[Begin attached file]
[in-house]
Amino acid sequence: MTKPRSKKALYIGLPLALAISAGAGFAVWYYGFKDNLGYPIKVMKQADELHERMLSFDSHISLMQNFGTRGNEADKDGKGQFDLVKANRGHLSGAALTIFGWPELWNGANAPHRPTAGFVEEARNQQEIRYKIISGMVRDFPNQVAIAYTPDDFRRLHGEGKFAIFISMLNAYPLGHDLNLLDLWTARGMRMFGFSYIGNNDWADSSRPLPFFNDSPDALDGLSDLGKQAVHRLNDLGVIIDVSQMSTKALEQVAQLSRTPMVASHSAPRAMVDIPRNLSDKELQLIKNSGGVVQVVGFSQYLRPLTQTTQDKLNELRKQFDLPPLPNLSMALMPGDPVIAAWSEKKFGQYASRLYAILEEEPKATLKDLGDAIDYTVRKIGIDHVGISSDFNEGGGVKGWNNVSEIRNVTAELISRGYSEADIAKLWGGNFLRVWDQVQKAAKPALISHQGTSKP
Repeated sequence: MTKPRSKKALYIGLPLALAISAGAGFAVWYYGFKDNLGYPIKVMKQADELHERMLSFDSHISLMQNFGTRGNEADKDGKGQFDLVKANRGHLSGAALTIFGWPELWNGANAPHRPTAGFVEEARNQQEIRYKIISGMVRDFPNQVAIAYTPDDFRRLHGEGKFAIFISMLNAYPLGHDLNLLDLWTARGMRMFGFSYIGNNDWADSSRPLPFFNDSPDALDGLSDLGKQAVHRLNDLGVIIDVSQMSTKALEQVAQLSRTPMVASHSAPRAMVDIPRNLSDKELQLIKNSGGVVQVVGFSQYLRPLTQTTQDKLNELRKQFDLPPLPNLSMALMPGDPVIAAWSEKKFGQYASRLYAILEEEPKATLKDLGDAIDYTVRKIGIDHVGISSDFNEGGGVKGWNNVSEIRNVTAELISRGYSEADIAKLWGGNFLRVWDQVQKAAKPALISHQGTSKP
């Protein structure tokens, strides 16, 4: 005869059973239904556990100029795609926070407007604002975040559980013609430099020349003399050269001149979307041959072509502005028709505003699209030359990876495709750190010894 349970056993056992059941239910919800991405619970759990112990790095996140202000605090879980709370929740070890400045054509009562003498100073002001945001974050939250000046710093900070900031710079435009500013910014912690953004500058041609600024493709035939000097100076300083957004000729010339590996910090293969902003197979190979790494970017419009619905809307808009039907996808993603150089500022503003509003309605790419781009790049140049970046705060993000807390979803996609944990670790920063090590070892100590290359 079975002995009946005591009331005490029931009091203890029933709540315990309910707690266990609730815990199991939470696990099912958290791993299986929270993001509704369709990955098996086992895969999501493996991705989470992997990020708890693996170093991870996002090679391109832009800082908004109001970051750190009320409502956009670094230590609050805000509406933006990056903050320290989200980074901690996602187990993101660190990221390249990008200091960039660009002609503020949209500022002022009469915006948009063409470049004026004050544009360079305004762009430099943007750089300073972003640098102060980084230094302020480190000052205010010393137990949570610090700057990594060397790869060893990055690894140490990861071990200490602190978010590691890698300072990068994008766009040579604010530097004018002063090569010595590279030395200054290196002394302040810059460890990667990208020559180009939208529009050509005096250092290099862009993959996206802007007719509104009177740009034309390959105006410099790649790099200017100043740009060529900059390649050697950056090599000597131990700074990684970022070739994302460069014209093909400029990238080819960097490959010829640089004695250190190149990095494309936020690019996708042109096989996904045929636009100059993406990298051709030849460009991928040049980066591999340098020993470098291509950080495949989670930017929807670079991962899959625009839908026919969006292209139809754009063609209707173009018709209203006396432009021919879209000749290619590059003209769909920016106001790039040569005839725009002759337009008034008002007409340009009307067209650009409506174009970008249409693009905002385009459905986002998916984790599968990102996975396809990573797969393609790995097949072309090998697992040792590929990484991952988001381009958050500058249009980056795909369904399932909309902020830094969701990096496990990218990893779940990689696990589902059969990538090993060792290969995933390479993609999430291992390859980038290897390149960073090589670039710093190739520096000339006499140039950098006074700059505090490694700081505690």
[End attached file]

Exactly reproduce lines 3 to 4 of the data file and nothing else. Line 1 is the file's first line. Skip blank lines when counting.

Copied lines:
Repeated sequence: MTKPRSKKALYIGLPLALAISAGAGFAVWYYGFKDNLGYPIKVMKQADELHERMLSFDSHISLMQNFGTRGNEADKDGKGQFDLVKANRGHLSGAALTIFGWPELWNGANAPHRPTAGFVEEARNQQEIRYKIISGMVRDFPNQVAIAYTPDDFRRLHGEGKFAIFISMLNAYPLGHDLNLLDLWTARGMRMFGFSYIGNNDWADSSRPLPFFNDSPDALDGLSDLGKQAVHRLNDLGVIIDVSQMSTKALEQVAQLSRTPMVASHSAPRAMVDIPRNLSDKELQLIKNSGGVVQVVGFSQYLRPLTQTTQDKLNELRKQFDLPPLPNLSMALMPGDPVIAAWSEKKFGQYASRLYAILEEEPKATLKDLGDAIDYTVRKIGIDHVGISSDFNEGGGVKGWNNVSEIRNVTAELISRGYSEADIAKLWGGNFLRVWDQVQKAAKPALISHQGTSKP
């Protein structure tokens, strides 16, 4: 005869059973239904556990100029795609926070407007604002975040559980013609430099020349003399050269001149979307041959072509502005028709505003699209030359990876495709750190010894 349970056993056992059941239910919800991405619970759990112990790095996140202000605090879980709370929740070890400045054509009562003498100073002001945001974050939250000046710093900070900031710079435009500013910014912690953004500058041609600024493709035939000097100076300083957004000729010339590996910090293969902003197979190979790494970017419009619905809307808009039907996808993603150089500022503003509003309605790419781009790049140049970046705060993000807390979803996609944990670790920063090590070892100590290359 079975002995009946005591009331005490029931009091203890029933709540315990309910707690266990609730815990199991939470696990099912958290791993299986929270993001509704369709990955098996086992895969999501493996991705989470992997990020708890693996170093991870996002090679391109832009800082908004109001970051750190009320409502956009670094230590609050805000509406933006990056903050320290989200980074901690996602187990993101660190990221390249990008200091960039660009002609503020949209500022002022009469915006948009063409470049004026004050544009360079305004762009430099943007750089300073972003640098102060980084230094302020480190000052205010010393137990949570610090700057990594060397790869060893990055690894140490990861071990200490602190978010590691890698300072990068994008766009040579604010530097004018002063090569010595590279030395200054290196002394302040810059460890990667990208020559180009939208529009050509005096250092290099862009993959996206802007007719509104009177740009034309390959105006410099790649790099200017100043740009060529900059390649050697950056090599000597131990700074990684970022070739994302460069014209093909400029990238080819960097490959010829640089004695250190190149990095494309936020690019996708042109096989996904045929636009100059993406990298051709030849460009991928040049980066591999340098020993470098291509950080495949989670930017929807670079991962899959625009839908026919969006292209139809754009063609209707173009018709209203006396432009021919879209000749290619590059003209769909920016106001790039040569005839725009002759337009008034008002007409340009009307067209650009409506174009970008249409693009905002385009459905986002998916984790599968990102996975396809990573797969393609790995097949072309090998697992040792590929990484991952988001381009958050500058249009980056795909369904399932909309902020830094969701990096496990990218990893779940990689696990589902059969990538090993060792290969995933390479993609999430291992390859980038290897390149960073090589670039710093190739520096000339006499140039950098006074700059505090490694700081505690």